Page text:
The problem, says former college professor Morris Freedman, is that too many students never learn to see reading as something they can do for fun. He offers these tips:
Start with short works—collections of short stories or poems. If your teen doesn’t like one poem or story, have him move on to another. There’s no law that says he has to read every short story in the collection.
Reading requires some patience—especially older works. Ask your teen to make a commitment to spend at least as much time on his reading as he would on watching the first game in a playoff series. “Many long books were the equivalent in their time of an ongoing television soap opera,” Freedman points out.
Once you start, keep reading. Some teens stop to look up every word they don’t know and soon lose any understanding of what the overall book is about. Unless a word reappears—and your teen can’t understand it—have him jot it down and then keep on reading. Later, he can look up the meanings of words he doesn’t understand.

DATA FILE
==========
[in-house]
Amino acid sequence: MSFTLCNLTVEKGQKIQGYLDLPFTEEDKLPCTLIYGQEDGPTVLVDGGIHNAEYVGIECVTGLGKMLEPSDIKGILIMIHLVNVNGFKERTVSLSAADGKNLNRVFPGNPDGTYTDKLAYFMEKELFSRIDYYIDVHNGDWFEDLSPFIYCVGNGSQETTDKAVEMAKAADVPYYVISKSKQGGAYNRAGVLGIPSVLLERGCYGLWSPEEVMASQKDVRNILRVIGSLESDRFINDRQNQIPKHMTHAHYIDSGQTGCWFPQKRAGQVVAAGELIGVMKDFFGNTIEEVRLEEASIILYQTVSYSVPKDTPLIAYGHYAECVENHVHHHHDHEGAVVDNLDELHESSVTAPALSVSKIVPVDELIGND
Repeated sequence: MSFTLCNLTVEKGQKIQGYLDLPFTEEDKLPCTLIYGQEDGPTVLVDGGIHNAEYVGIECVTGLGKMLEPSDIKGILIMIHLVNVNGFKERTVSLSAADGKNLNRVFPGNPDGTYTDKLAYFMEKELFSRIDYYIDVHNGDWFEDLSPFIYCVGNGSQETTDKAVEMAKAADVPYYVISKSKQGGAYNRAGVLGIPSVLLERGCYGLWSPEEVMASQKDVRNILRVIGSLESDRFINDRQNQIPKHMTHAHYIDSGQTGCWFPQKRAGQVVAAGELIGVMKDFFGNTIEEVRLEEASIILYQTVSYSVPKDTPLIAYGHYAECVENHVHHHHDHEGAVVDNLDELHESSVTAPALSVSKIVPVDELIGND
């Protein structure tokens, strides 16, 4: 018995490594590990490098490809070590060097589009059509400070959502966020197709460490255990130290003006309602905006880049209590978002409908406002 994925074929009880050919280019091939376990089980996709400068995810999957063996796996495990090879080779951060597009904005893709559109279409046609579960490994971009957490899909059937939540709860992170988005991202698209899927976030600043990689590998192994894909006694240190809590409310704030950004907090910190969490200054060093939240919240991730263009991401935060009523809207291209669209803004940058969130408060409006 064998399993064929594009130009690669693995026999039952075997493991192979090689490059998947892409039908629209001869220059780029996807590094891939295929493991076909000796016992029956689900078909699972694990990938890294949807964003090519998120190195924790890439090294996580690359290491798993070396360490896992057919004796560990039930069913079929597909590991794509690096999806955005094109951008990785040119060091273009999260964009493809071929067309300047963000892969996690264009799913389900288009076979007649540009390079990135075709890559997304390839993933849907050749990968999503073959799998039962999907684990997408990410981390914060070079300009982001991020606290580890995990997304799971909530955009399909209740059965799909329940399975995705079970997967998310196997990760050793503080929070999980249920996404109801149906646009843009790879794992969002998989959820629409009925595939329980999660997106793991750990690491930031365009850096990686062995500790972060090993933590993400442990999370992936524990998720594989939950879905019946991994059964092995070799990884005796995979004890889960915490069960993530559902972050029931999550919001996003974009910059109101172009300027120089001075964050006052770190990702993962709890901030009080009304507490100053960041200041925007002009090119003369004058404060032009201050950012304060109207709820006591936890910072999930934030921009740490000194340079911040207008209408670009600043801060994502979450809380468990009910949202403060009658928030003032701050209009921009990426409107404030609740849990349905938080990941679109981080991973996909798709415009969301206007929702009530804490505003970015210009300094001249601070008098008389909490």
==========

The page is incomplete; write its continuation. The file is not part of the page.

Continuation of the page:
Skip the introduction to a book, which is often long and confusing. Readers can go back to read the introduction when they’ve finished.
If your teen finds an author he likes, look for other books by the same writer. And remember that teens may enjoy reading biographies of authors whose works they enjoy.
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